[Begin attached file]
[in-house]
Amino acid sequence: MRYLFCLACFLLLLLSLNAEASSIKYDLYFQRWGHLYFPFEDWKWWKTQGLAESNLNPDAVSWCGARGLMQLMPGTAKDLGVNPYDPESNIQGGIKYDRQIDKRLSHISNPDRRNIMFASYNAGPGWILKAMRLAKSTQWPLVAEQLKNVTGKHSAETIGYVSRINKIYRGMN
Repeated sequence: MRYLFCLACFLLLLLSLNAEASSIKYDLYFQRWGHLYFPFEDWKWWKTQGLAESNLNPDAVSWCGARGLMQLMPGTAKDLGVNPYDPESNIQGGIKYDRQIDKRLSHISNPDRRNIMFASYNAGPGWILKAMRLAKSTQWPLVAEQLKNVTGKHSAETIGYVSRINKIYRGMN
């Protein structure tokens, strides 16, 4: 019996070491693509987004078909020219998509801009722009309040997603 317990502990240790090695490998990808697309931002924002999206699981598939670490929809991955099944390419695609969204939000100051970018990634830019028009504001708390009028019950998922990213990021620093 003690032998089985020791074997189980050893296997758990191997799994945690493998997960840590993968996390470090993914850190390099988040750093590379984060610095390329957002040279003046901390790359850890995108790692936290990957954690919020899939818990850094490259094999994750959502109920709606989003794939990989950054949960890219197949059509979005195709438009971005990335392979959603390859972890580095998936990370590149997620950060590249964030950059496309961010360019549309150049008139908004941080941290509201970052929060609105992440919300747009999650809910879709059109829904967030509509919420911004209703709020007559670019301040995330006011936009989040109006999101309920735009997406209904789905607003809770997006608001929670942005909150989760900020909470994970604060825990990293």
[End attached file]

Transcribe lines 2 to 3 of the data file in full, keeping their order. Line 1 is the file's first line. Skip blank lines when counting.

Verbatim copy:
Amino acid sequence: MRYLFCLACFLLLLLSLNAEASSIKYDLYFQRWGHLYFPFEDWKWWKTQGLAESNLNPDAVSWCGARGLMQLMPGTAKDLGVNPYDPESNIQGGIKYDRQIDKRLSHISNPDRRNIMFASYNAGPGWILKAMRLAKSTQWPLVAEQLKNVTGKHSAETIGYVSRINKIYRGMN
Repeated sequence: MRYLFCLACFLLLLLSLNAEASSIKYDLYFQRWGHLYFPFEDWKWWKTQGLAESNLNPDAVSWCGARGLMQLMPGTAKDLGVNPYDPESNIQGGIKYDRQIDKRLSHISNPDRRNIMFASYNAGPGWILKAMRLAKSTQWPLVAEQLKNVTGKHSAETIGYVSRINKIYRGMN